I have resisted getting an ebook reader so far, not least because many of the books are not available (or, at least , not available to me – see below) in electronic format. I was not terribly excited by the idea of reading the latest vampire-boy magician-terrorist thriller or Shakespeare or George Meredith in electronic format. However, I realised that it would useful when travelling, saving having to haul heavy print books around, so I got one for my Christmas present. I have just been playing around with it and, after learning its quirks, have more or less worked out how to use it, though I have not learned all of its features. However, there are two things about it that annoy me.
What do you see in the two pictures above? If you have normal vision you see the figure 6 and the figure 8. I am colour blind so all I see is a load of dots. You can test yourself at this site. I have what is known as red-green colour blindness, which means that certain shades of green and brown, red and brown and, as we shall see, red and green are confusing to me. So what has this to do with the Kindle? When you first get the Kindle, you have to charge it, either by connecting it to your computer with a micro-USB cable or using the cable to connect to a plug, such as you might use to charge your smart phone or tablet. It takes, they say, around two hours. Anticipating this, I connected it on Christmas morning, knowing that I would be busy on Christmas Day with armies of relatives arriving. I periodically checked it. I was told that, while charging, it would show amber and when charged, turn to green. I continued to check it and it continued, as far as I could tell, to show amber. What was odd is that the battery symbol seemed to show that it was fully charged and I was able to use it but it still showed amber. As you will have guessed, it wasn’t showing amber. I mentioned this to my significant other (who gave me the Kindle) and she pointed out that it was, in fact showing green. It didn’t and doesn’t look like green to me but it seems that Amazon have chosen a bright olive green that fools me. Had they chosen a more emerald green I would have been all right. If I was in the US, I would have sued Amazon under the ADA but I am not so I won’t. But yah boo sucks to Amazon for not testing their colours on colour-blind people.
My second gripe is access to Kindle files. One of the books I wanted to purchase is a book written in German but which has been translated into English. I can buy both the English and German print versions of the book from Amazon US, Amazon UK and Amazon Germany. However, as I am in the UK, I cannot buy the Kindle version. The German Kindle version is available on Amazon Germany but, if I even go to look at it, it says Dieser Titel ist für Kunden aus Ihrem Land nicht verfügbar (This title is not available for customers in your country). I am not allowed even to see how much it would cost. Amazon US is even worse. If I search for the book, either in the Kindle Store or generally, it does not seem to exist. However, there is a link from the publisher’s website and that does, indeed, take me to the page for the Kindle edition of the book where, of course, it says Pricing information not available. Only by pretending to be US-based can I see the price – $9.99. So I can buy this book in print format in German or English from Amazon UK, US and Germany but I cannot buy it from any Amazon in electronic format. Not only can I not buy it in electronic format, Amazon is going to do its damnedest to make sure that I do not even know it exists and, if I do, it is going to hide the price from me. BTW, Barnes and Noble (US) will sell me a Nook version, presumably only in epub format (no good for the Kindle). I wrote to the publishers asking them why they had not made available a UK version. They could not be bothered replying, which is why I don’t mention the name of the book, so that they do not garner the slightest bit of publicity. It is behaviour like this that encourages honest users to turn to pirated versions.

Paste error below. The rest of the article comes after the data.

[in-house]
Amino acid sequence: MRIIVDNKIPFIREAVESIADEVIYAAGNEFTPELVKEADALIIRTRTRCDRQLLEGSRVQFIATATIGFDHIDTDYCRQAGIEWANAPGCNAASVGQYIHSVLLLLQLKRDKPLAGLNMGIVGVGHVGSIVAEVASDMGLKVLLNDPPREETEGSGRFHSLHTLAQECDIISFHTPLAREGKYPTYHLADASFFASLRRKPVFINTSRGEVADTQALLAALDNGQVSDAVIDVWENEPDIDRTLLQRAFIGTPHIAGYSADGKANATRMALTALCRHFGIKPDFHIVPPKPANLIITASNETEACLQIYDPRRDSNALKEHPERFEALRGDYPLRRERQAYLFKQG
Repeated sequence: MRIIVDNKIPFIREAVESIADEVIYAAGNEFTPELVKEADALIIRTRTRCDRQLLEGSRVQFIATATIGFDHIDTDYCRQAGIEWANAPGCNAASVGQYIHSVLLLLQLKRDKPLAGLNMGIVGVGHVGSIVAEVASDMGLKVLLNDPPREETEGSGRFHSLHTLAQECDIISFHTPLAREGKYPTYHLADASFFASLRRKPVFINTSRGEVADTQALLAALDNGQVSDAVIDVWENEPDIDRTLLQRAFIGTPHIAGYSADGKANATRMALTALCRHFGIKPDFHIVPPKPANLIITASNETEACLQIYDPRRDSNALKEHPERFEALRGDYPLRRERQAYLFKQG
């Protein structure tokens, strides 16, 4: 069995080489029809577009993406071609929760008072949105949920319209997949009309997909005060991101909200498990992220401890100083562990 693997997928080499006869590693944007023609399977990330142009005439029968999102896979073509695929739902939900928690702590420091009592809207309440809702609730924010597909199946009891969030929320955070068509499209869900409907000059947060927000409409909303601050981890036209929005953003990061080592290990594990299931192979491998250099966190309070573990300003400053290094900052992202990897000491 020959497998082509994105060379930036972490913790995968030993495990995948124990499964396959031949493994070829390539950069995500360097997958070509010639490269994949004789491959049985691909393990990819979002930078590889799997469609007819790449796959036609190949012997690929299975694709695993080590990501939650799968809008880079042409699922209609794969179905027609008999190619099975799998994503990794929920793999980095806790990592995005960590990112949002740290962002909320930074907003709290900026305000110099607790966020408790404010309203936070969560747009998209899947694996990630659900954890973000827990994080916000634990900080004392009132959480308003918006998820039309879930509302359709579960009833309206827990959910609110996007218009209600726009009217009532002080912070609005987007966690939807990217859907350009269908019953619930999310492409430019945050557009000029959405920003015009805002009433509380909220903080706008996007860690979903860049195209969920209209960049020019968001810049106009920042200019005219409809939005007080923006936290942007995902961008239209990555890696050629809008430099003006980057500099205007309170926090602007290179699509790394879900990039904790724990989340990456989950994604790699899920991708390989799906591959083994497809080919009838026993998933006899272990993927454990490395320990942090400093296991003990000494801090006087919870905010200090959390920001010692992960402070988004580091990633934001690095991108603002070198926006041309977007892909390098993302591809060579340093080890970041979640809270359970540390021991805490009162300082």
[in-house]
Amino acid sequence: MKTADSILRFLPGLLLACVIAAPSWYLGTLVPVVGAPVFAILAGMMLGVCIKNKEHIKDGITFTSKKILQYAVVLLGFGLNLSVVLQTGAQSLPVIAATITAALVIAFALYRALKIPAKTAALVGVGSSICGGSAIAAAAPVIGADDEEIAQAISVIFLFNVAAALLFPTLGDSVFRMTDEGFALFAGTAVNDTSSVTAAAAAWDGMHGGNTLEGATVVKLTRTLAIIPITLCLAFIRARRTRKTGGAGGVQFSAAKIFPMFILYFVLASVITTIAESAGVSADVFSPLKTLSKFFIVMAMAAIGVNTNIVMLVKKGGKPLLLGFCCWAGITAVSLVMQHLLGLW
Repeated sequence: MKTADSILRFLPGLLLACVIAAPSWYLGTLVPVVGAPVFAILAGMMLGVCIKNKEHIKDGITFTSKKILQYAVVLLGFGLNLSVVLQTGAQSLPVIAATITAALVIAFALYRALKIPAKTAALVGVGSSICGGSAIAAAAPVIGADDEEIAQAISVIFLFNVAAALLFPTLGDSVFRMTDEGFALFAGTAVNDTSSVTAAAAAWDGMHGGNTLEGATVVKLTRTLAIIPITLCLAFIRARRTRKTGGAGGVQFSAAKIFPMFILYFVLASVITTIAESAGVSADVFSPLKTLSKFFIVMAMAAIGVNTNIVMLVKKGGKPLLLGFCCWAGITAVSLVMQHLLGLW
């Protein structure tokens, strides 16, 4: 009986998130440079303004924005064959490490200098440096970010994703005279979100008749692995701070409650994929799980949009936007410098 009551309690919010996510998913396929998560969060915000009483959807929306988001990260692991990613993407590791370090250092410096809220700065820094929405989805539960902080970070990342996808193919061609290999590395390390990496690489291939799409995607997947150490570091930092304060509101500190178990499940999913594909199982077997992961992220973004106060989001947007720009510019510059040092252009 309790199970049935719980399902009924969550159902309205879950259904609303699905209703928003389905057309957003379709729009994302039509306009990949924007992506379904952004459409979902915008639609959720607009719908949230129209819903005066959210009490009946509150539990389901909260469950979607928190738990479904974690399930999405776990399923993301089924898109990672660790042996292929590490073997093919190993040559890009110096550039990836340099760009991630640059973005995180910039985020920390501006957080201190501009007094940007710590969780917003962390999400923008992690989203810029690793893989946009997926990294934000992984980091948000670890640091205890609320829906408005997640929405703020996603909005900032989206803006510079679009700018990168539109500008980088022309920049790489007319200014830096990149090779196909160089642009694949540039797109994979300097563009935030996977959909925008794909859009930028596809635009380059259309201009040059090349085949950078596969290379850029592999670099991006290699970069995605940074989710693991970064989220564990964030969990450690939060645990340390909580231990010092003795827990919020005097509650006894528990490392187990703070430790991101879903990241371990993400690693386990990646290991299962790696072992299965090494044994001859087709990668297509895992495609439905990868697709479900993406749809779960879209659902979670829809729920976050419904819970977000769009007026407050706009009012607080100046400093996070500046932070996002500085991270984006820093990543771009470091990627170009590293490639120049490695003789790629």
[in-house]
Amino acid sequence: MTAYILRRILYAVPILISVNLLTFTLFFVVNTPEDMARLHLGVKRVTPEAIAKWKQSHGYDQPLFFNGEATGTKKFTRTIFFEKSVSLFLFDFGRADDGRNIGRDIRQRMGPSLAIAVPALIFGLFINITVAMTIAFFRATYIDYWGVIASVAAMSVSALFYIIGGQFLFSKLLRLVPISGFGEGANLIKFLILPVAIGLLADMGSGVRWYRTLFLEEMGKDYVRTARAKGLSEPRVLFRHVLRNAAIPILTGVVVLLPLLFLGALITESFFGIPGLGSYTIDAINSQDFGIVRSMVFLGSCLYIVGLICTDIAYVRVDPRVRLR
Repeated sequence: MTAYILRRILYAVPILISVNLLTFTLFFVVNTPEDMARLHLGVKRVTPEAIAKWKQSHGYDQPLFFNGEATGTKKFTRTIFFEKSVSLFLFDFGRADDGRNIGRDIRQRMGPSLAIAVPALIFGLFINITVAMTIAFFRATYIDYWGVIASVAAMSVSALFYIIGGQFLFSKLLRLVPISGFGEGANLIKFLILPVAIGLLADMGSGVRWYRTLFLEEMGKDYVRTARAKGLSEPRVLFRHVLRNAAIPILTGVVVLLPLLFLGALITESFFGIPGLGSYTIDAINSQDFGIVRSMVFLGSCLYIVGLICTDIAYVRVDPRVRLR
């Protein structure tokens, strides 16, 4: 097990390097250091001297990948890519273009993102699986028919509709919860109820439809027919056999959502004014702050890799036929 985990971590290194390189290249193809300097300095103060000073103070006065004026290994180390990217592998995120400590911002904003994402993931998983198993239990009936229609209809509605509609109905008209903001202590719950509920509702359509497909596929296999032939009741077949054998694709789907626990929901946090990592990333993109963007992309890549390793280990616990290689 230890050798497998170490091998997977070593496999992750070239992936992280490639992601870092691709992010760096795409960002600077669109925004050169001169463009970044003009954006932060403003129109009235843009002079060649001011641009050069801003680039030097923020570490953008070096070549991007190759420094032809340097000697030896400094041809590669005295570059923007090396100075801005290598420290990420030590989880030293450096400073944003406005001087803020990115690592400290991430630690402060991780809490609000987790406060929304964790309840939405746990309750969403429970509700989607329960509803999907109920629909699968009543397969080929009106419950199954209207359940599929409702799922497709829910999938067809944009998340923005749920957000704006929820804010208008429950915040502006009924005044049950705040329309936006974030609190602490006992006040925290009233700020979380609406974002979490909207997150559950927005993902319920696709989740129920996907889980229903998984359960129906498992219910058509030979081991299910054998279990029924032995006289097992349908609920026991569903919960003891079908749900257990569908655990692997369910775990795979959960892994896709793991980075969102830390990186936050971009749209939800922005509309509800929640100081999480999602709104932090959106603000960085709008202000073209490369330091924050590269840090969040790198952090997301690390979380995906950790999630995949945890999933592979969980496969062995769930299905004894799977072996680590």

Third gripe (related to the above). Pricing. Rotten old Amazon charges £89 for the Kindle in the US but $79 for it in the US. You cannot get either Kindle Touch or the Fire in the UK. However, on books it seems to be different. I thought that the reason for hiding the price of ebooks on the other Amazons was because they would be cheaper, particularly in the US, so I did a very small and very unscientific study. I started with Jonathan Franzen’s Freedom. The Kindle version costs $9.99 in the US. If you do a search for it, you will get that information if you say that your region is the United States and search anonymously, i.e. without signing in. If you say that your region is the UK, but still search anonymously, the price drops to $7.14. If you log in from a UK account, it remains $7.14 but, when you click on it, it says Pricing information not available. In other words, if you have a non-US, non-UK (and probably non-Spain, non-France, non-Italy) account you can buy it for $7.14. Interestingly enough, the UK price for Freedom is £4.49 (marginally less than $7.14) and the German price (for the English version) €5.67, a bit more than the UK and US prices. BTW, I was only able to see the German price by using a German proxy to browse amazon.de, otherwise I would have got Dieser Titel ist für Kunden aus Ihrem Land nicht verfügbar (This title is not available for customers in your country). I also tried A Sense of Ending. Prices were €9.89 (Germany), £4.54 (UK) and $7.08 (US), with the UK and US being about the same and much less than the German price. I thought, to be fair, I would try a German-language book. Here’s where the problems start. Amazon.uk does have a foreign language section, though the choice tends to be mainly limited to the classics. Amazon.com does not have a foreign language section so if you are in the US or relying on on the US for your Kindle experience, i.e. not in the UK, France, Italy, Germany or Spain, tu es foutu, mon cher. (Yes, I know there is a an amazon.jp but they don’t have ebooks yet because of a dispute between Amazon and the Japanese publishers. Amazon Canada customers have to buy their stuff from the US, though they have to pay C$109 for their Kindle. As far as I can see Amazon China customers can buy Kindle covers but not the Kindle or Kindle books.) You can search for the foreign language books in Kindle format on amazon.com and they do have some. For example, you can buy Elfriede Jelinek‘s Die Klavierspielerin (The Piano Teacher) in Kindle format in English, Italian and Spanish but not in German! How droll these Amazon people are! I did try a comparison with Daniel Kehlmann’s Die Vermessung der Welt (translated as The Measurement of the World) but could only find it in Kindle format on the German site (€9.99) and UK site (£8.38), though the English language version is available for $8.42 on the US site. In short, the whole pricing model is seriously fucked up and, till, they sort it out, you are going to have people gaming the system, buying/downloading illegally or just not bothering and sticking to the print format. Which is maybe what they want.